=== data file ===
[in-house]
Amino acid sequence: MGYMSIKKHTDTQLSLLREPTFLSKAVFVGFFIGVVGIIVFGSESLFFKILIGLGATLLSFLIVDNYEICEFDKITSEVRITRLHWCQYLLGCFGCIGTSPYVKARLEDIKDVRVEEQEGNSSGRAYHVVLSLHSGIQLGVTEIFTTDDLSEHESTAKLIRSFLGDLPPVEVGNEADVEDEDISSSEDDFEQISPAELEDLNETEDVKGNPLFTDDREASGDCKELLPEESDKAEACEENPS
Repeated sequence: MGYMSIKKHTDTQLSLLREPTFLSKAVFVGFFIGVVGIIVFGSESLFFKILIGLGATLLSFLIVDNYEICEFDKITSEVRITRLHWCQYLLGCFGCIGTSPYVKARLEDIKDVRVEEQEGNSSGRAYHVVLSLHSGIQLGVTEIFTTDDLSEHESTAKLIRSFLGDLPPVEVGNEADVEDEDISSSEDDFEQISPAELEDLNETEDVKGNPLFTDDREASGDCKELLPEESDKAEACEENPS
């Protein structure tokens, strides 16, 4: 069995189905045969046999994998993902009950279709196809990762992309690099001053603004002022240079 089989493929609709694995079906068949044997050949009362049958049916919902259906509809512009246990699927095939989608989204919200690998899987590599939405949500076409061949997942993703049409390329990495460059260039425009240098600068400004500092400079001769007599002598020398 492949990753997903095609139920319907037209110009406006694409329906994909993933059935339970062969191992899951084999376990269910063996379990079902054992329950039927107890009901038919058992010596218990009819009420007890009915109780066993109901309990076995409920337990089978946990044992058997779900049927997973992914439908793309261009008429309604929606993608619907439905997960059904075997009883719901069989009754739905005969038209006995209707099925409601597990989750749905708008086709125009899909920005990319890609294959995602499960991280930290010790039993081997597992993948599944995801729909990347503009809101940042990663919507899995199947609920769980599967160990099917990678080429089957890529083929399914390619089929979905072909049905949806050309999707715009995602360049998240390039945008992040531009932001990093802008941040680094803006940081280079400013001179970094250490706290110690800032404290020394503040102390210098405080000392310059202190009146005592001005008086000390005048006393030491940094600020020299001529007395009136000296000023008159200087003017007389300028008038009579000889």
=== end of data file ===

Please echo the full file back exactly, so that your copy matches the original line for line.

[in-house]
Amino acid sequence: MGYMSIKKHTDTQLSLLREPTFLSKAVFVGFFIGVVGIIVFGSESLFFKILIGLGATLLSFLIVDNYEICEFDKITSEVRITRLHWCQYLLGCFGCIGTSPYVKARLEDIKDVRVEEQEGNSSGRAYHVVLSLHSGIQLGVTEIFTTDDLSEHESTAKLIRSFLGDLPPVEVGNEADVEDEDISSSEDDFEQISPAELEDLNETEDVKGNPLFTDDREASGDCKELLPEESDKAEACEENPS
Repeated sequence: MGYMSIKKHTDTQLSLLREPTFLSKAVFVGFFIGVVGIIVFGSESLFFKILIGLGATLLSFLIVDNYEICEFDKITSEVRITRLHWCQYLLGCFGCIGTSPYVKARLEDIKDVRVEEQEGNSSGRAYHVVLSLHSGIQLGVTEIFTTDDLSEHESTAKLIRSFLGDLPPVEVGNEADVEDEDISSSEDDFEQISPAELEDLNETEDVKGNPLFTDDREASGDCKELLPEESDKAEACEENPS
């Protein structure tokens, strides 16, 4: 069995189905045969046999994998993902009950279709196809990762992309690099001053603004002022240079 089989493929609709694995079906068949044997050949009362049958049916919902259906509809512009246990699927095939989608989204919200690998899987590599939405949500076409061949997942993703049409390329990495460059260039425009240098600068400004500092400079001769007599002598020398 492949990753997903095609139920319907037209110009406006694409329906994909993933059935339970062969191992899951084999376990269910063996379990079902054992329950039927107890009901038919058992010596218990009819009420007890009915109780066993109901309990076995409920337990089978946990044992058997779900049927997973992914439908793309261009008429309604929606993608619907439905997960059904075997009883719901069989009754739905005969038209006995209707099925409601597990989750749905708008086709125009899909920005990319890609294959995602499960991280930290010790039993081997597992993948599944995801729909990347503009809101940042990663919507899995199947609920769980599967160990099917990678080429089957890529083929399914390619089929979905072909049905949806050309999707715009995602360049998240390039945008992040531009932001990093802008941040680094803006940081280079400013001179970094250490706290110690800032404290020394503040102390210098405080000392310059202190009146005592001005008086000390005048006393030491940094600020020299001529007395009136000296000023008159200087003017007389300028008038009579000889």